Peja Stojakovic has played 21 minutes total this season, garbage time at the end of two of the Hornets six wins. Mostly, he has just been the guy with really good courtside seats to a good team.
This is the same guy brought in five years ago to help space the floor for Chris Paul and knock down big threes for a a Hornets team on the rise. There have been steps back, but this year he has watched the Hornets rise back up. And he is not a part of it. He’s basically trade bait, and he knows it, as he told the Times-Picayune.
“It’s obvious I’m not in the plans,” Stojakovic said. “I’m not looking long term. I’m looking at this year. I’m real about it. It’s just moving on with our career and lives.”
But the fact he is not in the plans is why he may get more minutes soon. Let me explain. No, there is too much. Let me sum up.
The Hornets are undefeated because they are playing good defense and Trevor Ariza starting at the three is a big part of that. Peja and defense have rarely been mentioned together, so Ariza is in front of him.
Stojakovic’s name will come up of a lot of trade discussions as the season moves on because he is in the last year of a deal making $15.3 million. That’s a big chip that some team will want to clear cap space, and the Hornets want players that fit with what they do and can help entice Chris Paul to stay in town.
Dell Demps said nothing is currently in the works. Expect that to change.
But you can’t trade him unless you show off the merchandise a little. He’s going to get out on the court because unless teams see that he is healthy and can still spread the floor, they won’t be calling Demps.
But in the short term, don’t expect to see a lot of Stojakovic. He’s got good seats for the show, and right now the Hornets are putting on a good one. Without him.
Minnesota is everyone’s team to watch this coming season — Karl-Anthony Towns, Andrew Wiggings, strong supporting cast, now all coached by Tom Thibodeau.
But they already were a lot of fun last season. Check out their Top 10 plays from last season.
This is the clearest sign yet that Chris Bosh is going to suit up for the Miami Heat this season.
The past two years Bosh has missed the end of the season with a very serious blood clotting issue. He has been working out, saying this week he’s hooping. He’s been frustrated with how the Heat have handled his health situation, including leaving this season hanging. But it sounds like the owner wants him to be ready to play — and owners get what owners want.
There are questions still to be answered: Will Bosh still be on blood thinners, and will he come off them on game days? Will there be restrictions on his travel? Will there be restrictions on his minutes?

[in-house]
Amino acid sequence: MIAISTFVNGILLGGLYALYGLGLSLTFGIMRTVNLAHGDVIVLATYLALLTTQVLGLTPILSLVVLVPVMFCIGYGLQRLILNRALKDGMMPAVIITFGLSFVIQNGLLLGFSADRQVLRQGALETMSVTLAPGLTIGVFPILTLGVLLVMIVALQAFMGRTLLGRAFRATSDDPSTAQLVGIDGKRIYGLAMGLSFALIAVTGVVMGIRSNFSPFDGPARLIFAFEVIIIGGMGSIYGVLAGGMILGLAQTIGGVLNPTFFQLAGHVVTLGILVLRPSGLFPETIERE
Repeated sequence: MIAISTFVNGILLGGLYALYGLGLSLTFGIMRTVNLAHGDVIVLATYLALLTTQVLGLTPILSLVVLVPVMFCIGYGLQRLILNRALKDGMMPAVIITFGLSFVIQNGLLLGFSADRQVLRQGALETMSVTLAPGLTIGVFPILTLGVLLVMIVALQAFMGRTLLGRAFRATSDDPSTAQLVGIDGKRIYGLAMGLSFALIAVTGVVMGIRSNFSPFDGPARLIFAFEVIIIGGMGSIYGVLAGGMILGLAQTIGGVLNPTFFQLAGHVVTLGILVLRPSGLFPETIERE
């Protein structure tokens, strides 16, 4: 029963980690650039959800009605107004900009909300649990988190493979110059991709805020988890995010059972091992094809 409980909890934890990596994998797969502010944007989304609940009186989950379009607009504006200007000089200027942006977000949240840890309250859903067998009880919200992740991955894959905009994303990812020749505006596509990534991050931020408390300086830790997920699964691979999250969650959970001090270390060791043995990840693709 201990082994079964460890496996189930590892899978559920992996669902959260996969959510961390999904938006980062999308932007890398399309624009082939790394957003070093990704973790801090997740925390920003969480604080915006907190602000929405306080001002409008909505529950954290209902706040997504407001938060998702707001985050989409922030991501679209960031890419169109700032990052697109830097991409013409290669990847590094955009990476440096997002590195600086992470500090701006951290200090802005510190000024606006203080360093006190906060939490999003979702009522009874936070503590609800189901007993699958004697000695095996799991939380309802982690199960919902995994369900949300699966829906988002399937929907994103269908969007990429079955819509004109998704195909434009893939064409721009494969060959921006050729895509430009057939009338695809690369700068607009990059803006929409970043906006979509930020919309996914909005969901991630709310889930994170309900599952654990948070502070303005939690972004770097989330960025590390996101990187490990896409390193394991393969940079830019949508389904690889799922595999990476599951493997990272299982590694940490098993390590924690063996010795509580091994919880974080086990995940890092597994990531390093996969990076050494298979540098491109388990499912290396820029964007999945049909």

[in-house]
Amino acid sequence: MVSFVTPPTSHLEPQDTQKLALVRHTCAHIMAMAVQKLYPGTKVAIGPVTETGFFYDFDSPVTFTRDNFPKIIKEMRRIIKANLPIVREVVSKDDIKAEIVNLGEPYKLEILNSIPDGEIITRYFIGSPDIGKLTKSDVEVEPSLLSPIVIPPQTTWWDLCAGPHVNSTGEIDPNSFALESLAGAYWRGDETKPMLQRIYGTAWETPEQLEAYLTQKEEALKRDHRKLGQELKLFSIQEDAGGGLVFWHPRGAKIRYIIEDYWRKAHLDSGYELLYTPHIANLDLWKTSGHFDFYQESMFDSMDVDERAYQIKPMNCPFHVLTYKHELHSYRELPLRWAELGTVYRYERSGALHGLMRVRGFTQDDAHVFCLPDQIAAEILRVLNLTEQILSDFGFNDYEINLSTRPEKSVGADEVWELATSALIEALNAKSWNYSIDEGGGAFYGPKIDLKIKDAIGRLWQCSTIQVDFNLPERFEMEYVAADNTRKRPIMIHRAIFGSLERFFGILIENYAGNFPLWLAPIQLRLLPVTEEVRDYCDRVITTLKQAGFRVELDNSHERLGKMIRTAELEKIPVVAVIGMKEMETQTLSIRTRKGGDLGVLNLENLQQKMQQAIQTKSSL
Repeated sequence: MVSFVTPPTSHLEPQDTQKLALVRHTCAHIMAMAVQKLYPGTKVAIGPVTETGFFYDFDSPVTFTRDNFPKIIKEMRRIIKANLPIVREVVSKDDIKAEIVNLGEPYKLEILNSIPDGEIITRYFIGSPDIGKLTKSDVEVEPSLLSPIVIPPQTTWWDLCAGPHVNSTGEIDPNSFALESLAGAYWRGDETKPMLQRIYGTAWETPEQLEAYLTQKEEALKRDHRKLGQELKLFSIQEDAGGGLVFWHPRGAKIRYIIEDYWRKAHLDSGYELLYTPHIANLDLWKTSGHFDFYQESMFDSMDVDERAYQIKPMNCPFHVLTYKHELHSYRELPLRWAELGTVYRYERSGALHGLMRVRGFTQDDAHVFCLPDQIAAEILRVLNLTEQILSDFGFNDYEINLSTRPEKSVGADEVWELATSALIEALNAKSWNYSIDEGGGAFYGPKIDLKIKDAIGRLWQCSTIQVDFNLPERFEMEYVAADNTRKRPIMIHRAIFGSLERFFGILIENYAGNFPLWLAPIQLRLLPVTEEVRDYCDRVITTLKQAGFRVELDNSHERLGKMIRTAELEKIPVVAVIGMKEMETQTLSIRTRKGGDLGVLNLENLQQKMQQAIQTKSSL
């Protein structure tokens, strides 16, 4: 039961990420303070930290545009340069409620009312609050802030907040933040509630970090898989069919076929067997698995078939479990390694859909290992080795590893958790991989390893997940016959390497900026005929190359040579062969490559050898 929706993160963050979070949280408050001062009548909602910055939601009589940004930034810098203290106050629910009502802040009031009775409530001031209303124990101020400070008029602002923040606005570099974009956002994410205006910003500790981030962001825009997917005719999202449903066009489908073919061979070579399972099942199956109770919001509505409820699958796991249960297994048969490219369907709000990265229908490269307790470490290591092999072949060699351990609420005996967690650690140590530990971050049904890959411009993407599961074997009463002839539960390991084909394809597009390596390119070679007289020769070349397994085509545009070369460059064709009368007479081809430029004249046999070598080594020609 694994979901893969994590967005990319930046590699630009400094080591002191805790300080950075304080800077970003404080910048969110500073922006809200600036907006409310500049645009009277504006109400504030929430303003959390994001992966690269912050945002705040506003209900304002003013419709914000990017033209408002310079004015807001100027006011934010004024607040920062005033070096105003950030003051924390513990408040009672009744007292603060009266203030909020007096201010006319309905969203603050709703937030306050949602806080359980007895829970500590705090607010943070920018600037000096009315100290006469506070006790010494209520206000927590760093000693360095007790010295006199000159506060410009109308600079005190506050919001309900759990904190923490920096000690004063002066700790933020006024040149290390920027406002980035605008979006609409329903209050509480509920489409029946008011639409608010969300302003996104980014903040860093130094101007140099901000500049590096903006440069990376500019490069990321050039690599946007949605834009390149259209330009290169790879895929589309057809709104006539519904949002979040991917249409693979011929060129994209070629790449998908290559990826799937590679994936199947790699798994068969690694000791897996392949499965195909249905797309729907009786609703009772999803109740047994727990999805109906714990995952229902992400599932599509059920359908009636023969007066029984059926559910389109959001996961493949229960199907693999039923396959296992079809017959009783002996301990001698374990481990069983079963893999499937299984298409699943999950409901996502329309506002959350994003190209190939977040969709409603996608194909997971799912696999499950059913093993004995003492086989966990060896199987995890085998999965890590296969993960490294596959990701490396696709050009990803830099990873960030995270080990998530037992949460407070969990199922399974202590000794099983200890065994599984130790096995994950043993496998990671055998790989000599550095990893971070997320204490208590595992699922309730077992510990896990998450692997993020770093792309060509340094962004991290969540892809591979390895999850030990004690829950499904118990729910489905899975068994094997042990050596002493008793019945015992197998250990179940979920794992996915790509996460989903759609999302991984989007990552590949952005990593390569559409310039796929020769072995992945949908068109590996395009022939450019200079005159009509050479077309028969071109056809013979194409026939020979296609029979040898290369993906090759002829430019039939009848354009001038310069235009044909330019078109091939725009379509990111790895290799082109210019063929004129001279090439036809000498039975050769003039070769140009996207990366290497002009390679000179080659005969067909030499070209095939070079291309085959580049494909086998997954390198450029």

But Bosh wants to play, and it sounds like the Heat owner is down with that.
The Heat are a much better team with Bosh on the court — he averaged 19.1 points and 7.4 rebounds per game, shot 36.7 percent from three and a true shooting percentage of 57.1, plus he had a PER of 20.2. He was an All-Star, but couldn’t play in the game because of the clotting issue.
With Bosh, the Heat are in the mix for a playoff spot this season. The question is, will they have him for the full season.
Carl Landry and Tibor Pleiss are going to get paid this year — they both had fully guaranteed contracts for this season.
But they are not going to be playing for the Philadelphia 76ers this season — both were waived by the team on Thursday. This was not unexpected. Both players salaries will count against the cap for the Sixers (they are still $16 million below the league salary floor).
Once they clear waivers, both players will be unrestricted free agents (Landry likely will latch on with another team for the league minimum, Pleiss may as well or could head overseas).
Landry will still make $6.5 million (fourth highest on the Sixers) but would have been battling for minutes in crowded and young frontcourt with Ben Simmons, Dario Saric, Nerlens Noel, and Jahlil Okafor (among other potential players, for example the Sixers are high on Anthony Barber).
Pleiss is in the same boat in terms of minutes, he was acquired from the Jazz along with a couple of second round draft picks just a few days back (the Sixers sent Utah Kendall Marshall, who was promptly waived). That trade was really about getting the picks — a very Sam Hinkie move by Bryan Colangelo.
This didn’t move the needle much on the Sixers season.
This is a huge season — a contract kind of season of sorts — for Noah Vonleh in Portland. The team has an option on him next season (the third of his rookie deal), and to impress people he is going to have to earn minutes at the four in front of Al-Farouq Aminu, Moe Harkless, Meyers Leonard, and Ed Davis.
The Blazers have high hopes for Vonleh, he was a central part of the Nicolas Batum trade with Charlotte. However, watching Vonleh at Summer League — 12 points a game on 46.3 percent shooting, 8.8 rebounds a game in more than 30 minutes a night — he didn’t show the development anyone had hoped to see. He should have dominated at that level. He didn’t.
Now there another injury setback for him.
He should be good to go around the start of training camp at the end of September.
But he can’t afford a slow start in training camp (that set him back his rookie season). He needs to show what he can do from day one, or Portland is going to move on without him.